I became aware of Bio Gel fuels a little over a year ago when my local garden centre put on a demonstration of alternative house fires. They used bio gel and the brochure was highlighting things like, less soot, less smell, eco friendly etc.
I thought then about getting some and trying it in the trangia. However at the time i couldn't buy it in small quantities. I think it was something like 12L was the minimum purchase.
I checked the internet and this seemed to confirm the volume was not available in 500ml purchases or pouches as in Robin's post. I didn't pursue it any further but just kept the idea in the back of my mind. Then Robin rekindled that train of thought.

Lo and behold bio ethanol was now available in small quantities and i went for the liquid rather than the gel. I got it from Gardeco via Amazon. Price was reasonable at £2.49 for 500ml.
I have done just a quick test comparison with methylated spirits and the first impressions are good. They both boiled 400ml of tap water in about 5.5 minutes. But this was done in my kitchen and so i need to try it in the field to get more realistic results but for now i would say it has potential.

One thing i did notice though, was it still had a smell when burning and it wasn't too dissimilar to meths. I have a thought that it might require a little more oxygen, so i will make a second cone with more slots in. I don't want to corrupt my current cone as it works well with meths and the 12-10.

All good fun and reduces my boredom at having to stay indoors.

Monday, November 18, 2013

Hi Tec Zuuk footwear.

The Zuuks have won this years TGO Footwear of the year accolade.

Not a surprise to me really because they are very very good for our needs as backpackers. I love them.
 I am so pleased because i reviewed them earlier in the year here.
Another reason i am pleased is the name, Hi Tec. There is so much snobbery when it comes to gear labels, i'm glad that a name that is usually mid table has taken top spot. Well done all those who voted and well done Hi Tec.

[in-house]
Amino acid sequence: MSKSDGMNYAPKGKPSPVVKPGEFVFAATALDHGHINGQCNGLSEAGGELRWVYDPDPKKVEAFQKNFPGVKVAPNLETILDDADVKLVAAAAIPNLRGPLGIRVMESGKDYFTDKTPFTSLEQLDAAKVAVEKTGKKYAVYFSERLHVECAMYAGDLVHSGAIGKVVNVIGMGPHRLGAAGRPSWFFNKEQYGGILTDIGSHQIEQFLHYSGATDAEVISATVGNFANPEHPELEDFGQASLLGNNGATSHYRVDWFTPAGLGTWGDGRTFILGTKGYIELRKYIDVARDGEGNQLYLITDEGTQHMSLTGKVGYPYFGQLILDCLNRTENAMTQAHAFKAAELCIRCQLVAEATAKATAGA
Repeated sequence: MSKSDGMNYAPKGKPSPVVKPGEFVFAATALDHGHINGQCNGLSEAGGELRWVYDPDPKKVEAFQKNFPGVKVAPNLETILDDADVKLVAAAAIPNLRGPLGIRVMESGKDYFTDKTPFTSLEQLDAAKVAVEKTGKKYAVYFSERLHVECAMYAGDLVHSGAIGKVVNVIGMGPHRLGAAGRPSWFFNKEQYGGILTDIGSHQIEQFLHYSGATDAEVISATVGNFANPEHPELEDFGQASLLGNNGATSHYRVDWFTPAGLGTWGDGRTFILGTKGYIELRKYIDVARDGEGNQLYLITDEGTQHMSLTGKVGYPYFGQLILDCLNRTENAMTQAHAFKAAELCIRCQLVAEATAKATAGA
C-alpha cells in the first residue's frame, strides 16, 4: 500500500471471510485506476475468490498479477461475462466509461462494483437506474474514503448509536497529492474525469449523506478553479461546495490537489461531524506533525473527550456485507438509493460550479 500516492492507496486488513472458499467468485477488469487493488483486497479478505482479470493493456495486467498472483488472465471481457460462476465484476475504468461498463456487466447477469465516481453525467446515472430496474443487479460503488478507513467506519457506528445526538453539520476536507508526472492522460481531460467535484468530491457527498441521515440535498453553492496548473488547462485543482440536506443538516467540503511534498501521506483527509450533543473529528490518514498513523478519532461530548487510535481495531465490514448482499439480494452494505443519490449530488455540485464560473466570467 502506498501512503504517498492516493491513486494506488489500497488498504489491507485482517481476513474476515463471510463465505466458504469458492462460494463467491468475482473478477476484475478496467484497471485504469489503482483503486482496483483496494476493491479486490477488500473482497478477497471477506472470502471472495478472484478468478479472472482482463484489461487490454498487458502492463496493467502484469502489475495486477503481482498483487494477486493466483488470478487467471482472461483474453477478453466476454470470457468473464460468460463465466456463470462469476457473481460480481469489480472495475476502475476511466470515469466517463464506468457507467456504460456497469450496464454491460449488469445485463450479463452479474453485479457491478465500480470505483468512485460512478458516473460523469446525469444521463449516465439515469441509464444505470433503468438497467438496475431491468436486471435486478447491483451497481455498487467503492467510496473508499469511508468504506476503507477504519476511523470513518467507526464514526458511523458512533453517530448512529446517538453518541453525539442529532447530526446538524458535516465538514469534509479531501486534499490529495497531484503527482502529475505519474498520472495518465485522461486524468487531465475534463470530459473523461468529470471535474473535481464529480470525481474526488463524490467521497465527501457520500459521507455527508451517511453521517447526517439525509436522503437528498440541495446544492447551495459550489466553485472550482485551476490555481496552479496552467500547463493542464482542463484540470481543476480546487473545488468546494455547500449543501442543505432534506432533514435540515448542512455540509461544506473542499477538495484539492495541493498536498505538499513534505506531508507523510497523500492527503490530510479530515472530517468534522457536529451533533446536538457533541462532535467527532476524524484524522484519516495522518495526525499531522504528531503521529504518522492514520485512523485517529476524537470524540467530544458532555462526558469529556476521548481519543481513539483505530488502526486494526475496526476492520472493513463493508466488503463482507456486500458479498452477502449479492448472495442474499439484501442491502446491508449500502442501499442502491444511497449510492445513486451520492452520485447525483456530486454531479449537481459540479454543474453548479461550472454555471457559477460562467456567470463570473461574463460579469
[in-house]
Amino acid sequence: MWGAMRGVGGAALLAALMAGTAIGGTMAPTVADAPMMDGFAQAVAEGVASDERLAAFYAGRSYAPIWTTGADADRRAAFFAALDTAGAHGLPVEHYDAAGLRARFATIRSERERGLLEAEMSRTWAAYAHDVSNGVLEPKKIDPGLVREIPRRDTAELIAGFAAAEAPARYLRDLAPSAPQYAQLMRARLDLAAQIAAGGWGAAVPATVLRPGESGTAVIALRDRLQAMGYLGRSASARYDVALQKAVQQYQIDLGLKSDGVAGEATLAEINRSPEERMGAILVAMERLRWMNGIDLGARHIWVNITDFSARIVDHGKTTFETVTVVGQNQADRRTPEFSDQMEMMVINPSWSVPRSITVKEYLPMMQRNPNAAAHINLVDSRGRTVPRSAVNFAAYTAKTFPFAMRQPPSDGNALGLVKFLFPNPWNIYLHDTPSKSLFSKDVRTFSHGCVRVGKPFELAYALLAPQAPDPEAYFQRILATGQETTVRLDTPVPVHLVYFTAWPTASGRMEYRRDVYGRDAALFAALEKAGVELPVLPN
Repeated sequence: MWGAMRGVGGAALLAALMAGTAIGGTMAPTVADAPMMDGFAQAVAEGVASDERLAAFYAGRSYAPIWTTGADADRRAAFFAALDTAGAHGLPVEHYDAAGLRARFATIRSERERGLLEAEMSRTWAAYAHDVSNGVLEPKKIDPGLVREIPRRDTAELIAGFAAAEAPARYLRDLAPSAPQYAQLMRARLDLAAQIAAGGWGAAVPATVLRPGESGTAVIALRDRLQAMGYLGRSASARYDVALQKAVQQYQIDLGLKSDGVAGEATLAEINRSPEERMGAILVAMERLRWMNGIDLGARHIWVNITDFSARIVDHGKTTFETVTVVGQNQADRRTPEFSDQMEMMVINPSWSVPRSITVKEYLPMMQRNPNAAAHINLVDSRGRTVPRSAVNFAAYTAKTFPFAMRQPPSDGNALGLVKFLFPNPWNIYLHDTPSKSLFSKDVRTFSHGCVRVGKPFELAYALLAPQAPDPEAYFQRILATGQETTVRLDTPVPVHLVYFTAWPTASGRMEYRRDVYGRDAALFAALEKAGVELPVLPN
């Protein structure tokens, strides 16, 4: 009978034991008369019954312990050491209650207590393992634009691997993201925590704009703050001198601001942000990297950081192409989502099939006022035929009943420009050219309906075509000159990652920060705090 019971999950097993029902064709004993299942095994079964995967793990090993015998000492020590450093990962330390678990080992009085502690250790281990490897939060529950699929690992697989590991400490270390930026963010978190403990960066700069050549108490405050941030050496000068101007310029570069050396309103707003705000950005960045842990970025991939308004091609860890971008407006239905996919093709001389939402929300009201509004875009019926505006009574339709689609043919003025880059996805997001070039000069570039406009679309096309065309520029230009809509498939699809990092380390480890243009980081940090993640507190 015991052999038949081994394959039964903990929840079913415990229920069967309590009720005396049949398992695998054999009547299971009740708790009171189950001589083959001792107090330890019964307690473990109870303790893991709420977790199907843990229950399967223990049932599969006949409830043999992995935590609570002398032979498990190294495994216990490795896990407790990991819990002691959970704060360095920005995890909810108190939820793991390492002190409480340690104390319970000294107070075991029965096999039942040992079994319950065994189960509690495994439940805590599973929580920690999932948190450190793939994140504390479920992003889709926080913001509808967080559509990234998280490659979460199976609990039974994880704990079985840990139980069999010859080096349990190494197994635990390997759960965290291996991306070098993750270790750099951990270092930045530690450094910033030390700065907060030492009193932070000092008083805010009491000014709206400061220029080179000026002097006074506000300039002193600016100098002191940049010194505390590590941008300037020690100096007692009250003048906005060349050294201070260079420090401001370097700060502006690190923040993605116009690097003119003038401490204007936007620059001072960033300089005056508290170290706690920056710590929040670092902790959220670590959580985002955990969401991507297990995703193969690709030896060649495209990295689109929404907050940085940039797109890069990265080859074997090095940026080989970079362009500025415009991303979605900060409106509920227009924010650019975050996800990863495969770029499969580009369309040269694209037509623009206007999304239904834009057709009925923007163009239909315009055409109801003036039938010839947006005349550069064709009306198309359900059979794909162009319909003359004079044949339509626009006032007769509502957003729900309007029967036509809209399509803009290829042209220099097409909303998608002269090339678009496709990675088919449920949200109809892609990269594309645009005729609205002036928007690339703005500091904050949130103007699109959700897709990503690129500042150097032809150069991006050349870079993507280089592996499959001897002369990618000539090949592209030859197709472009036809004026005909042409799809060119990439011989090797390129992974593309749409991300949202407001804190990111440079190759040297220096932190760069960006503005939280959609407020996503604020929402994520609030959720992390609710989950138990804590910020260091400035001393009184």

Update June 2014.

After taking them on the TGO Challenge i now have changed my opinion on them for trips longer than a weekend or so. After a 2 weeks trip i was very disappointed at how slow the shoe was to dry out. Having used them for river crossings and general evening in camp i did expect them to dry out in a couple of hours but they were still wet after 8 hours.
When you dry your feet after a long day you really don’t want to put your feet back into a shoe thats wet.
So, I am now using Vivi Barefoot shoes without the sock and find them far better.

Saturday, November 9, 2013

Walna Scar shepherds meet 2013.

This years Shepherds Meet event was held on Saturday 2nd November 2013 at Seathwaite in the Duddon Valley, Cumbria.
Its an event we really enjoy and it gives us a chance to have a chat, a laugh and a joke with the local farmers and the numerous friends we have made there over the last 30 yrs.
We had been invited to stay with friends Tina and Alan for the weekend.
Friday night saw us at Nick's Italian in Gosforth, again renewing acquaintances from where Sheila's mam lived before moving down to Manchester. We had an excellent meal, it was a busy night and the staff did well.
Saturday morning Tina and Alan were up early as they are part of the organising team. Licences have to be filled in regarding the moving of livestock and this takes quite so time.
Alan was helping the get the big marquee tent up and sort out the historical picture boards that portray the event from years past.

By 10.00am when we made it into the field most things had been done. Alan was in position on the gate.
The sheep were in the pens and the farmers were having a last brew huddled under the tent whilst the first of many heavy cloud bursts made its presence.
At about 10.20am it was decided to get things underway whilst the rain had eased just a little.

There are basically two breeds of sheep in this region, Herdwick and Swaledales. The farmers show their stock to the judges and they decide who has the best. Judges are usually from neighbouring valleys. There are lots of classes to judge and its all very serious.

Here are a few of the classes that I can remember so that you can appreciate how complicated it can be.

Three aged ewes.
Two gimmer lambs.3 sheep in natural colour.
Tup and gimmer lamb bred by the exhibitor.
Male and female bred by exhibitor.
Female champion.
Best group of sheep.